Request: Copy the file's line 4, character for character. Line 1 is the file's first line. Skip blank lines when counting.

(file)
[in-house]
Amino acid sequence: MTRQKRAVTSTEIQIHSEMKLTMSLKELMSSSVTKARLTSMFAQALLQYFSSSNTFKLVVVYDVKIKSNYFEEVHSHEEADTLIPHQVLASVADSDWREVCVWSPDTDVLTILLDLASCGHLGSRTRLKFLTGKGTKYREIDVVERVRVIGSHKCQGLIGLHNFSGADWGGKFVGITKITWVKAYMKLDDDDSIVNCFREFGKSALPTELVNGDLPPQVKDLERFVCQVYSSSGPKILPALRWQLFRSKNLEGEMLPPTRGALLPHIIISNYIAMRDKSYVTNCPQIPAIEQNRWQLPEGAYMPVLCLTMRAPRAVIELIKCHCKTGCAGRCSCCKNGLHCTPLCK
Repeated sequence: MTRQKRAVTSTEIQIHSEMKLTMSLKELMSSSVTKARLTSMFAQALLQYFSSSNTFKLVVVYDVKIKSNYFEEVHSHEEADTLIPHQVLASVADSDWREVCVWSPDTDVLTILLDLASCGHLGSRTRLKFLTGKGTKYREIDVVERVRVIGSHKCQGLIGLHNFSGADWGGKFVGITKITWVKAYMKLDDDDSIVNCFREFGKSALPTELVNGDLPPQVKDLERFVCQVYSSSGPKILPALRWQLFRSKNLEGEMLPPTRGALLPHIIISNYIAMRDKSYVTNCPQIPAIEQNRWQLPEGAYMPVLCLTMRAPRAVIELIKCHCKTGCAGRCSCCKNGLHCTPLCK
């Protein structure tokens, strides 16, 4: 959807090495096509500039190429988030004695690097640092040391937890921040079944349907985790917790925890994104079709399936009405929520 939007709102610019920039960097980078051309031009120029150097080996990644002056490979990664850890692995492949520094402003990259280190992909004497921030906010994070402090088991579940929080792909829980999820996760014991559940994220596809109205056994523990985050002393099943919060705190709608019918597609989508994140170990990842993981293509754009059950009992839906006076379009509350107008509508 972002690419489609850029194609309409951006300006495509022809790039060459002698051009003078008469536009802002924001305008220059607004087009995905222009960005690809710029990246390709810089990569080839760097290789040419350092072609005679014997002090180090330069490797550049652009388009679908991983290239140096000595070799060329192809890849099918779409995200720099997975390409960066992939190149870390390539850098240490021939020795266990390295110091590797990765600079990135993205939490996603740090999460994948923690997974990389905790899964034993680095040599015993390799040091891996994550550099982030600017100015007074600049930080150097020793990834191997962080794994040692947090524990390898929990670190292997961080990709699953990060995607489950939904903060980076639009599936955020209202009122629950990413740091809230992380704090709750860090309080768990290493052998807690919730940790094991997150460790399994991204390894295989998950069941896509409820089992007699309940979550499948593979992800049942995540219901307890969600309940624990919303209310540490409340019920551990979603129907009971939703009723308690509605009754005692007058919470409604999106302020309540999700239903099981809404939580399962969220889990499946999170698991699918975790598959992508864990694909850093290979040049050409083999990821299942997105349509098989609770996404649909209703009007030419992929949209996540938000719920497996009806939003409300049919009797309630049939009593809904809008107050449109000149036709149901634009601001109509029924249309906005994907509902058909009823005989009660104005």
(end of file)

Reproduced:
């Protein structure tokens, strides 16, 4: 959807090495096509500039190429988030004695690097640092040391937890921040079944349907985790917790925890994104079709399936009405929520 939007709102610019920039960097980078051309031009120029150097080996990644002056490979990664850890692995492949520094402003990259280190992909004497921030906010994070402090088991579940929080792909829980999820996760014991559940994220596809109205056994523990985050002393099943919060705190709608019918597609989508994140170990990842993981293509754009059950009992839906006076379009509350107008509508 972002690419489609850029194609309409951006300006495509022809790039060459002698051009003078008469536009802002924001305008220059607004087009995905222009960005690809710029990246390709810089990569080839760097290789040419350092072609005679014997002090180090330069490797550049652009388009679908991983290239140096000595070799060329192809890849099918779409995200720099997975390409960066992939190149870390390539850098240490021939020795266990390295110091590797990765600079990135993205939490996603740090999460994948923690997974990389905790899964034993680095040599015993390799040091891996994550550099982030600017100015007074600049930080150097020793990834191997962080794994040692947090524990390898929990670190292997961080990709699953990060995607489950939904903060980076639009599936955020209202009122629950990413740091809230992380704090709750860090309080768990290493052998807690919730940790094991997150460790399994991204390894295989998950069941896509409820089992007699309940979550499948593979992800049942995540219901307890969600309940624990919303209310540490409340019920551990979603129907009971939703009723308690509605009754005692007058919470409604999106302020309540999700239903099981809404939580399962969220889990499946999170698991699918975790598959992508864990694909850093290979040049050409083999990821299942997105349509098989609770996404649909209703009007030419992929949209996540938000719920497996009806939003409300049919009797309630049939009593809904809008107050449109000149036709149901634009601001109509029924249309906005994907509902058909009823005989009660104005």